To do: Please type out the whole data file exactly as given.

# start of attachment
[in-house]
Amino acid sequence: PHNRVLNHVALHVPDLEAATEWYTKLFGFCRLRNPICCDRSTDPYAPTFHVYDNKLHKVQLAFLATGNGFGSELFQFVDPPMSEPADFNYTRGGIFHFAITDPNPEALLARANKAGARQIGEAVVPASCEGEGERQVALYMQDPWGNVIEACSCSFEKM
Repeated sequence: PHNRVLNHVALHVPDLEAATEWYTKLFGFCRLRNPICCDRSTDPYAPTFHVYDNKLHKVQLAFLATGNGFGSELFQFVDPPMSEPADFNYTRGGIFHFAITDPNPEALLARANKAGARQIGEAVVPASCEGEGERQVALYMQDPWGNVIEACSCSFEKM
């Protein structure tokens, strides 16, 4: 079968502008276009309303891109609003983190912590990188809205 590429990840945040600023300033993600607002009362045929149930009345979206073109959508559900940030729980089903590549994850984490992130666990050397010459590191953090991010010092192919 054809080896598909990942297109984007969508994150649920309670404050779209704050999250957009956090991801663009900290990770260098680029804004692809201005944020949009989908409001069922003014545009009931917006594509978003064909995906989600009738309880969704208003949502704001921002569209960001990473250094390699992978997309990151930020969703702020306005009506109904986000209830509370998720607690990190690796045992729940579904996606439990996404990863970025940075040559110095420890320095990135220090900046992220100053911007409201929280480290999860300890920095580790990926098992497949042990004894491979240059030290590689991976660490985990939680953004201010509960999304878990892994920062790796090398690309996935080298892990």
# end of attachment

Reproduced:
[in-house]
Amino acid sequence: PHNRVLNHVALHVPDLEAATEWYTKLFGFCRLRNPICCDRSTDPYAPTFHVYDNKLHKVQLAFLATGNGFGSELFQFVDPPMSEPADFNYTRGGIFHFAITDPNPEALLARANKAGARQIGEAVVPASCEGEGERQVALYMQDPWGNVIEACSCSFEKM
Repeated sequence: PHNRVLNHVALHVPDLEAATEWYTKLFGFCRLRNPICCDRSTDPYAPTFHVYDNKLHKVQLAFLATGNGFGSELFQFVDPPMSEPADFNYTRGGIFHFAITDPNPEALLARANKAGARQIGEAVVPASCEGEGERQVALYMQDPWGNVIEACSCSFEKM
């Protein structure tokens, strides 16, 4: 079968502008276009309303891109609003983190912590990188809205 590429990840945040600023300033993600607002009362045929149930009345979206073109959508559900940030729980089903590549994850984490992130666990050397010459590191953090991010010092192919 054809080896598909990942297109984007969508994150649920309670404050779209704050999250957009956090991801663009900290990770260098680029804004692809201005944020949009989908409001069922003014545009009931917006594509978003064909995906989600009738309880969704208003949502704001921002569209960001990473250094390699992978997309990151930020969703702020306005009506109904986000209830509370998720607690990190690796045992729940579904996606439990996404990863970025940075040559110095420890320095990135220090900046992220100053911007409201929280480290999860300890920095580790990926098992497949042990004894491979240059030290590689991976660490985990939680953004201010509960999304878990892994920062790796090398690309996935080298892990």